Early maize farmers selected for genes that improved the harvesting of sunlight, a new detailed study of how plants use 'doubles' of their genomes reveals. The findings could help current efforts to improve existing crop varieties.
Oxford University researchers captured a 'genetic snapshot' of maize as it existed 10 million years ago when the plant made a double of its genome – a 'whole genome duplication' event.
They then traced how maize evolved to use these 'copied' genes to cope with the pressures of domestication, which began around 12,000 years ago. They discovered that these copied genes were vital to optimising photosynthesis in maize leaves and that early farmers selecting for them 'fuelled' the transformation of maize into a high-yield crop.
A report of the research is published this week in the journal Genome Research.
'Although whole genome duplication events are widespread in plants finding evidence of exactly how plants use this new 'toolbox' of copied genes is very difficult,' said Dr Steve Kelly of Oxford University's Department of Plant Sciences, lead author of the report.
'With crops like wheat it's not yet possible for us to unravel the 'before and after' of the associated genetic changes, but with maize we can chart how these gene copies were first acquired, then put to work, and finally 'whittled down' to create the modern maize plant farmed today.'
It is particularly useful for such genetic detective work that close relatives of maize did not duplicate their genomes 10 million years ago: those that retained a single copy went on to become the plant we now know as sorghum. This enabled the researchers to compare genetic data from these 'duplicated' and 'non-duplicated' descendants of ancient maize, something that is not yet possible with other duplicated crops like wheat.
In the wild plants have to overcome the challenges posed by pathogens and predators in order to survive. However, once domestication by humans began plants grown as crops had to cope with a new set of artificial selection pressures, such as delivering a high yield and greater stress tolerance.
'Whole genome duplication events are key in allowing plants to evolve new abilities,' said Dr Kelly. 'Understanding the complete trajectory of duplication and how copied genes can transform a plant is relevant for current efforts to increase the photosynthetic efficiency of crops, such as the C4 Rice Project [c4rice.irri.org/].
Our study is great evidence that optimising photosynthesis is really important for creating high-yield crops and shows how human selection has 'sculpted' copies of genes to create one of the world's staple food sources.'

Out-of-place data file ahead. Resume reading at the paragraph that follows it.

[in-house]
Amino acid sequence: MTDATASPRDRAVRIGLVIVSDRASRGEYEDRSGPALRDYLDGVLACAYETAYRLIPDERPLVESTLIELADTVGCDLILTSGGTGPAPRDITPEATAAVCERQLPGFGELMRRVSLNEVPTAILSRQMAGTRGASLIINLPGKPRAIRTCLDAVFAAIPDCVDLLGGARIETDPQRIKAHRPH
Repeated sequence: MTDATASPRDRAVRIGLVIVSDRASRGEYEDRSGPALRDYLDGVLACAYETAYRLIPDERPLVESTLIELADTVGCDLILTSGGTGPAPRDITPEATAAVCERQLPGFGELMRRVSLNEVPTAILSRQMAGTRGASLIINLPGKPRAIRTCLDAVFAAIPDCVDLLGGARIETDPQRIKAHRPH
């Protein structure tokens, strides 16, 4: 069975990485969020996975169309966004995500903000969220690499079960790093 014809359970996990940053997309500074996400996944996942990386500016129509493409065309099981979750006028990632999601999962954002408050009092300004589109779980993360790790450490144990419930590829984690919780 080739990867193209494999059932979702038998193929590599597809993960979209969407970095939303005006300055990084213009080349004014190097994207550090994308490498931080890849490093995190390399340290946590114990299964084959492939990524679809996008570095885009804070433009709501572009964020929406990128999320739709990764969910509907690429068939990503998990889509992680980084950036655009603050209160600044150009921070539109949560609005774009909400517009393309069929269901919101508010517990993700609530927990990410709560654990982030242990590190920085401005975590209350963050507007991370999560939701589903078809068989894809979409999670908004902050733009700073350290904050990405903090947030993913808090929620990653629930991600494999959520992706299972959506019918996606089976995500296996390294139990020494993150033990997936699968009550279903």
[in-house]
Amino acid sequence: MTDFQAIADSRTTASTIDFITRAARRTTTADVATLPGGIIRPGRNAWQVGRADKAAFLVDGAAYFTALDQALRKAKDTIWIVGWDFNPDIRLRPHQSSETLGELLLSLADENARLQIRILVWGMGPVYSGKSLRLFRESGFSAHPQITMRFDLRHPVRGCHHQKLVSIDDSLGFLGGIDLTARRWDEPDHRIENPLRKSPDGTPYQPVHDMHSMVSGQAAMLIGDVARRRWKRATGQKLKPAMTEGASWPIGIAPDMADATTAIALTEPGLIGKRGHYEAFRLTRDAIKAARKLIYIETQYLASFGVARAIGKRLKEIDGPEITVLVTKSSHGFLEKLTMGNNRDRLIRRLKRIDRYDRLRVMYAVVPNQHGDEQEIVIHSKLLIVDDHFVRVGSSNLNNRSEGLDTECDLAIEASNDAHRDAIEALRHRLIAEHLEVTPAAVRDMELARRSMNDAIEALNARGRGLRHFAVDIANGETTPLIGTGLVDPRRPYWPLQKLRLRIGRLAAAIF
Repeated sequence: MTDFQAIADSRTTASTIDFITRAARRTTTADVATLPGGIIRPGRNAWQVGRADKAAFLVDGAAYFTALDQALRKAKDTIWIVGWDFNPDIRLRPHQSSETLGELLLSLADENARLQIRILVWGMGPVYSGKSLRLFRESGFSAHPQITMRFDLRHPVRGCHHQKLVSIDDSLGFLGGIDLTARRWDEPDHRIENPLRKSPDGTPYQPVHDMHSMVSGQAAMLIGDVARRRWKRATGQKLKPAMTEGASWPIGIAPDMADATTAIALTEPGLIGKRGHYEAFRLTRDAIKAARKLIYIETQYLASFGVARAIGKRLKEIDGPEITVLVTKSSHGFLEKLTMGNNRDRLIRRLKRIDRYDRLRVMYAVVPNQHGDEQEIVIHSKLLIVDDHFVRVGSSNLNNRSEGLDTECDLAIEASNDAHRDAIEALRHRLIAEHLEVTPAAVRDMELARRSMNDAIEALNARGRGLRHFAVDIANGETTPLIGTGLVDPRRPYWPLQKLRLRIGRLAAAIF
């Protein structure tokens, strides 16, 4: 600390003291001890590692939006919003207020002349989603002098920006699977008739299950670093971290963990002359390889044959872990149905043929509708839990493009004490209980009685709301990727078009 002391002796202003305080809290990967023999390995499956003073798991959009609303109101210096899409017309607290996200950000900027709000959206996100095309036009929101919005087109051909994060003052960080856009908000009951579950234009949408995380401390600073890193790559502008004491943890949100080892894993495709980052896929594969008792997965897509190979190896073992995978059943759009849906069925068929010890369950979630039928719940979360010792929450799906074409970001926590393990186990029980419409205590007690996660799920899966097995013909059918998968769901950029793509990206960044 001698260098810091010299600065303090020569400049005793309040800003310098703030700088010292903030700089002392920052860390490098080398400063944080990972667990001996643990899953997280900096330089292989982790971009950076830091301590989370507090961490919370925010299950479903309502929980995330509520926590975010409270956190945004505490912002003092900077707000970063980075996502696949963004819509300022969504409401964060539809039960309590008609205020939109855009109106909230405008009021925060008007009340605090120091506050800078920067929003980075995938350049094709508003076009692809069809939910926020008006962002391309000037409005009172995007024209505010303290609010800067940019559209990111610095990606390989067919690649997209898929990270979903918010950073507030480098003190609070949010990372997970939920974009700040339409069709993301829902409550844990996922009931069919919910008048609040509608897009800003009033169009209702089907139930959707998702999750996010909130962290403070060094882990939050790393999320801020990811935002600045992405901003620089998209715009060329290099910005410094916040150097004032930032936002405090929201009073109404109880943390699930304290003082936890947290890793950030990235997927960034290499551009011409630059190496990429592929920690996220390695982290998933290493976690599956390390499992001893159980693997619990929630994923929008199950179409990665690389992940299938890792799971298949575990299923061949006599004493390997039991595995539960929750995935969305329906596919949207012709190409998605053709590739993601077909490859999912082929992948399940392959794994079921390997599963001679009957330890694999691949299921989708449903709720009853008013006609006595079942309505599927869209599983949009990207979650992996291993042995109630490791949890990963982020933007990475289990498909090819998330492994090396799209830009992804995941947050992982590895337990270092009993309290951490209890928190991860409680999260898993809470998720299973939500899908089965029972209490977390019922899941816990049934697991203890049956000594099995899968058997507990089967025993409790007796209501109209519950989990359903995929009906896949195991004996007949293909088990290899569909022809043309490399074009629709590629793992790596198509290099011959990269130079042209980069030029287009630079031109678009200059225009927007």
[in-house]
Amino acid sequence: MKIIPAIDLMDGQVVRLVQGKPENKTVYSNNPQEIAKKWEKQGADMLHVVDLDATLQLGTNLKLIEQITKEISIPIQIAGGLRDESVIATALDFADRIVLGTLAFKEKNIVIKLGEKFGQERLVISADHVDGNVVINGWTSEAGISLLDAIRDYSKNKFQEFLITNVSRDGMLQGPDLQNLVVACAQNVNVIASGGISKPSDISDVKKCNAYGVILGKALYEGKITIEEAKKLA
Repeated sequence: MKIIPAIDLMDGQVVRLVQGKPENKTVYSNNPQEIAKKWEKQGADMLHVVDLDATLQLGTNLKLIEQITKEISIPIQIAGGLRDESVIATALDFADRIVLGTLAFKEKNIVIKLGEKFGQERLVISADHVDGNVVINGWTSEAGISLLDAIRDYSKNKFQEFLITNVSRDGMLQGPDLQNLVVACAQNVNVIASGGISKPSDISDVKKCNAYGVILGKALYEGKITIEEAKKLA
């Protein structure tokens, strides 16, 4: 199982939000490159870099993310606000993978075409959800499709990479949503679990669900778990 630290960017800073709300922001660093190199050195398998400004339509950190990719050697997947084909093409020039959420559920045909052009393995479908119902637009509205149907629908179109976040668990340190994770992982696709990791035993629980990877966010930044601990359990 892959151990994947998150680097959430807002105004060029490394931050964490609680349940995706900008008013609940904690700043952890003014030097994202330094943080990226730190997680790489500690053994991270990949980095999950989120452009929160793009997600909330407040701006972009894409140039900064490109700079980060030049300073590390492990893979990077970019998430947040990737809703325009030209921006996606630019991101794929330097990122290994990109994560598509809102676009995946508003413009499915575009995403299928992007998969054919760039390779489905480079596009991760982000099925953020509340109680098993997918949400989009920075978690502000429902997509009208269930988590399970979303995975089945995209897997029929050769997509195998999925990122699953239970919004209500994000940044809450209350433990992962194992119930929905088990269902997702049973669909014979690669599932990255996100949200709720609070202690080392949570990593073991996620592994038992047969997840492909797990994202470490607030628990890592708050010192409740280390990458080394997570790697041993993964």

University of Oxford News Office | Eurek Alert!
First time-lapse footage of cell activity during limb regeneration
25.10.2016 | eLife
Phenotype at the push of a button
25.10.2016 | Institut für Pflanzenbiochemie
Ultrafast lasers have introduced new possibilities in engraving ultrafine structures, and scientists are now also investigating how to use them to etch microstructures into thin glass. There are possible applications in analytics (lab on a chip) and especially in electronics and the consumer sector, where great interest has been shown.
This new method was born of a surprising phenomenon: irradiating glass in a particular way with an ultrafast laser has the effect of making the glass up to a...
Terahertz excitation of selected crystal vibrations leads to an effective magnetic field that drives coherent spin motion
Controlling functional properties by light is one of the grand goals in modern condensed matter physics and materials science. A new study now demonstrates how...
Researchers from the Institute for Quantum Computing (IQC) at the University of Waterloo led the development of a new extensible wiring technique capable of controlling superconducting quantum bits, representing a significant step towards to the realization of a scalable quantum computer.
"The quantum socket is a wiring method that uses three-dimensional wires based on spring-loaded pins to address individual qubits," said Jeremy Béjanin, a PhD...
In a paper in Scientific Reports, a research team at Worcester Polytechnic Institute describes a novel light-activated phenomenon that could become the basis for applications as diverse as microscopic robotic grippers and more efficient solar cells.
A research team at Worcester Polytechnic Institute (WPI) has developed a revolutionary, light-activated semiconductor nanocomposite material that can be used...
By forcefully embedding two silicon atoms in a diamond matrix, Sandia researchers have demonstrated for the first time on a single chip all the components needed to create a quantum bridge to link quantum computers together.
"People have already built small quantum computers," says Sandia researcher Ryan Camacho. "Maybe the first useful one won't be a single giant quantum computer...
14.10.2016 | Event News
14.10.2016 | Event News
12.10.2016 | Event News
26.10.2016 | Materials Sciences
26.10.2016 | Health and Medicine
26.10.2016 | Physics and Astronomy